When I insisted on having consent orders drawn up with 50/50 contact put through the same scenario again in the family court. However, as with DHS, the allegations were either dismissed or dropped and now 2 years later I have a great relationship with all my children … not such a good one with the ex … and life goes on!
Artemis said
I have known a couple of alienated men. My assessment of them is that they have been trained to be passive - years of walking on eggshells from an emotionally turbulent life with the ex. This seems to morph into passive aggressiveness after the breakup, which feeds the situation. Difficulties can be minimised with an assertive stance.
I agree - most men are quite non-assertive about fundamental issues in relationships, courts and so on.

There is a lot of pressure on men not to state what they think - not only from the women they are with - but from men who find the concepts too confronting; those who like to think of themselves as politically correct and others.

It's my experience that while many women have gained skills to quite openly discuss many matters about relations - like money, children, sex, love, (not in any particular order) - many men seem to not only have much less skill but also a lack of interest.

The training you refer to also comes about by some women using their emotional reactions and their being little consequence for that. Men feel they cannot respond - for fear of stirring the pot or inflaming the situation. Some people simply cannot talk about things without becoming highly emotional and some people feel powerless when confronted by that. A lack of response then is taken as agreement. And so the lack of communication goes on.

 Maybe I am not explaining myself well enough
A lack of response then is taken as agreement. And so the lack of communication goes on.

It's so spooky when I agree with you Jon! Never a truer word spoken.

Junior Executive of SRL-Resources

Executive Member of SRL-Resources, the Family Law People on this site (Look for the Avatars). Be mindful what you post in public areas. 
Sense can come from unusual places :)  (not scary places)

 Maybe I am not explaining myself well enough

Risk Assessment Protocol to Evaluate the Risk of Harm to Children by Hostile Aggressive Parenting (HAP)

Hi there.

I came across the attached document recently and I am not sure if I should introduce it into my upcoming LAT hearing.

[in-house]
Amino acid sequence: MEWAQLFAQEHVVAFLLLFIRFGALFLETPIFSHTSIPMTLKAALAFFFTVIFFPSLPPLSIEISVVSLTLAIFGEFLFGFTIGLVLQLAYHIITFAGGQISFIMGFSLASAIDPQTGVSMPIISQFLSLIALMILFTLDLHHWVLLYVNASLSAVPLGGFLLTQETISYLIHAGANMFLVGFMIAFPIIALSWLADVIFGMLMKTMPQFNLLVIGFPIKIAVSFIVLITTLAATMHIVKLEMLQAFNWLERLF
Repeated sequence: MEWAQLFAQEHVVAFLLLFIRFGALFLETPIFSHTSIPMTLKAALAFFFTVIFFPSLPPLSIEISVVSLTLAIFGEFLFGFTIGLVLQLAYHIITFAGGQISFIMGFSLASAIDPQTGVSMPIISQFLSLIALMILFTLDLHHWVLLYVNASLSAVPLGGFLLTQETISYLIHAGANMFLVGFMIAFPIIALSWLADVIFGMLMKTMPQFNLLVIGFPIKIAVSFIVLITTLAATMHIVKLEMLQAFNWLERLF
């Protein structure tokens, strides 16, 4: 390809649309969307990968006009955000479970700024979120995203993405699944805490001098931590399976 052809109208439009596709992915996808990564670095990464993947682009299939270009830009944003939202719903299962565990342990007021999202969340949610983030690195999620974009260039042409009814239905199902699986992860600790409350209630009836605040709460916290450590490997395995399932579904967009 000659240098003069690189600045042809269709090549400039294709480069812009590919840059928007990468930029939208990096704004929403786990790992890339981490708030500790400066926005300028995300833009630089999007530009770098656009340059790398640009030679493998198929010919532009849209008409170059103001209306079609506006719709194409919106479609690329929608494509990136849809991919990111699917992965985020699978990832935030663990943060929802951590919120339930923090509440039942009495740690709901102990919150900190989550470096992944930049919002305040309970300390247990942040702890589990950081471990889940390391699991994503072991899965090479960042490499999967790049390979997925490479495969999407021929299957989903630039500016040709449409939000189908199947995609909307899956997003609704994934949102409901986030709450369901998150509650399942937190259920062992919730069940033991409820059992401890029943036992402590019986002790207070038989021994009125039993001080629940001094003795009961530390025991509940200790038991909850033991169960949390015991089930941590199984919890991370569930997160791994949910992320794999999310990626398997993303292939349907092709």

The document is entitled "Risk Assessment Protocol to evaluate the risk of harm to children by Hostile-Agressive Parenting (HAP) - and is just that.

I completed the questionarie and it seems - based on this criteria - that my daughter is at moderate to high risk as a result of the Mother and the Maternal Grandparent behaviour. Feedback welcome.

Hostile Aggressive Parenting (HAP) Risk Assessment

The word used in Australian courts is "Alignment" not alienation.

I would be very careful about using this sort of protocol as it is not accepted or recognised here. What I would do is mention the concern you have over various behaviours.

My partner's case has the same issue as yours - the difficulty of presenting alienation, or a risk of alienation to the magistrage, or judge.

What we have been told by legal advice is that your job is not to make determinations, but to present the information so that the judge or FM can make those determinations.

If you are at the beginning of this process, and not had a family report, it is important to push for a family report and try to get the consultant to see the emotional abuse that is the precursor to PAS and HAP.

Junior Executive of SRL-Resources

Executive Member of SRL-Resources, the Family Law People on this site (Look for the Avatars). Be mindful what you post in public areas. 
Hi Artemis, thank for the feedback.

Yes - I gathered that 'Alienation' is in 'disrepute'.

Justice Bell commented made some comment in J & B Fam CA 184.

I wasn't really planning on using it. Where the Protocol  helped me was to give me some sense of where the Mothers behavior falls within the range of the Alienation spectrum.


Last edit: by 4mydaughter

Hello, I'm new here and just stumbled on this post, and it describes EXACTLY what is currently happening to me.

In summary:

I am currently being vexatiously accused of sexual abuse of my 2-year-old daughter, by her mother and maternal grandmother. The matter has been investigated by DoCS and found to be unsubstantiated. The mother is still refusing even supervised contact and it has now been three months since I saw my girl.  The mother has also taken out an AVO against me and says she is "fearful" of me. I am not a violent person in any way and the only history of DV in our relationship was initiated by her.

My 'urgent' hearing in the Federal Magistrates Court in April simply referred it on to the Family Court and I as yet have no date for hearing. I was shocked to learn that Legal Aid will not fund ANY contravention applications. I have incurred a debt of around $8000 to my lawyer and haven't even been heard in court yet or seen my daughter for three months now.

I would appreciate any advice or if you could refer me to anybody who might be able to help me restore contact with my little girl as soon as possible and refute these vexatious allegations against me.

Now for some reason I feel like climbing a palace…
Are you the guy who recently contacted a barrister? If so, I have been informed about your problem(s). I will contact you directly through your email.


Executive Member of SRL-Resources, the Family Law People on the site (Look for the Avatars).   Be mindful what you post in the public areas.